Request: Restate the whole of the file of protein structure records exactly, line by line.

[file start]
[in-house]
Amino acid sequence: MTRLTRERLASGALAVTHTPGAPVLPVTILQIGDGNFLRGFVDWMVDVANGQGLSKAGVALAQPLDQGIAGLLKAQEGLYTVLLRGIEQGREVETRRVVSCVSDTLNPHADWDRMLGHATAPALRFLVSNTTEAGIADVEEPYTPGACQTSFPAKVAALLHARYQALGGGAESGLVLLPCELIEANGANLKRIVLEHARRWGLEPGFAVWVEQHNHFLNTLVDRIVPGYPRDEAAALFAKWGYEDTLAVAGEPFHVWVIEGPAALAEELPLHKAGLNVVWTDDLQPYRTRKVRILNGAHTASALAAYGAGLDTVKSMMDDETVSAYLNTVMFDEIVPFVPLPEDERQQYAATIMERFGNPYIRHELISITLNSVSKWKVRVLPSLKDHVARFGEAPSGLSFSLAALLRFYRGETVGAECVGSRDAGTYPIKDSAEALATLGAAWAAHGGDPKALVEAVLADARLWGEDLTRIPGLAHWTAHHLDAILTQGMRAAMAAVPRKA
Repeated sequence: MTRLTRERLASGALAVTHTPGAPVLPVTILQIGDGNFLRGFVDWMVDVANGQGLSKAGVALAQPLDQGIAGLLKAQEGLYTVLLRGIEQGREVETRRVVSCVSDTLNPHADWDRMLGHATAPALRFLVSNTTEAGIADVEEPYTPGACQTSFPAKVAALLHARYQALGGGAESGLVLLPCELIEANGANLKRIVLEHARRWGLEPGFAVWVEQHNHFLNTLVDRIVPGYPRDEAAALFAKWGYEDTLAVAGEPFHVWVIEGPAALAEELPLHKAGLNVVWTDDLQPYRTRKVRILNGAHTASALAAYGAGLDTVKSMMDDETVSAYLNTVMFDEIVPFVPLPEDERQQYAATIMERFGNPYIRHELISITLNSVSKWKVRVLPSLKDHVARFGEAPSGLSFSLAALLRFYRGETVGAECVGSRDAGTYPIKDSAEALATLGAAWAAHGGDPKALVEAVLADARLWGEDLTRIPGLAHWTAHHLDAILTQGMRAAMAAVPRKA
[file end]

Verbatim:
[in-house]
Amino acid sequence: MTRLTRERLASGALAVTHTPGAPVLPVTILQIGDGNFLRGFVDWMVDVANGQGLSKAGVALAQPLDQGIAGLLKAQEGLYTVLLRGIEQGREVETRRVVSCVSDTLNPHADWDRMLGHATAPALRFLVSNTTEAGIADVEEPYTPGACQTSFPAKVAALLHARYQALGGGAESGLVLLPCELIEANGANLKRIVLEHARRWGLEPGFAVWVEQHNHFLNTLVDRIVPGYPRDEAAALFAKWGYEDTLAVAGEPFHVWVIEGPAALAEELPLHKAGLNVVWTDDLQPYRTRKVRILNGAHTASALAAYGAGLDTVKSMMDDETVSAYLNTVMFDEIVPFVPLPEDERQQYAATIMERFGNPYIRHELISITLNSVSKWKVRVLPSLKDHVARFGEAPSGLSFSLAALLRFYRGETVGAECVGSRDAGTYPIKDSAEALATLGAAWAAHGGDPKALVEAVLADARLWGEDLTRIPGLAHWTAHHLDAILTQGMRAAMAAVPRKA
Repeated sequence: MTRLTRERLASGALAVTHTPGAPVLPVTILQIGDGNFLRGFVDWMVDVANGQGLSKAGVALAQPLDQGIAGLLKAQEGLYTVLLRGIEQGREVETRRVVSCVSDTLNPHADWDRMLGHATAPALRFLVSNTTEAGIADVEEPYTPGACQTSFPAKVAALLHARYQALGGGAESGLVLLPCELIEANGANLKRIVLEHARRWGLEPGFAVWVEQHNHFLNTLVDRIVPGYPRDEAAALFAKWGYEDTLAVAGEPFHVWVIEGPAALAEELPLHKAGLNVVWTDDLQPYRTRKVRILNGAHTASALAAYGAGLDTVKSMMDDETVSAYLNTVMFDEIVPFVPLPEDERQQYAATIMERFGNPYIRHELISITLNSVSKWKVRVLPSLKDHVARFGEAPSGLSFSLAALLRFYRGETVGAECVGSRDAGTYPIKDSAEALATLGAAWAAHGGDPKALVEAVLADARLWGEDLTRIPGLAHWTAHHLDAILTQGMRAAMAAVPRKA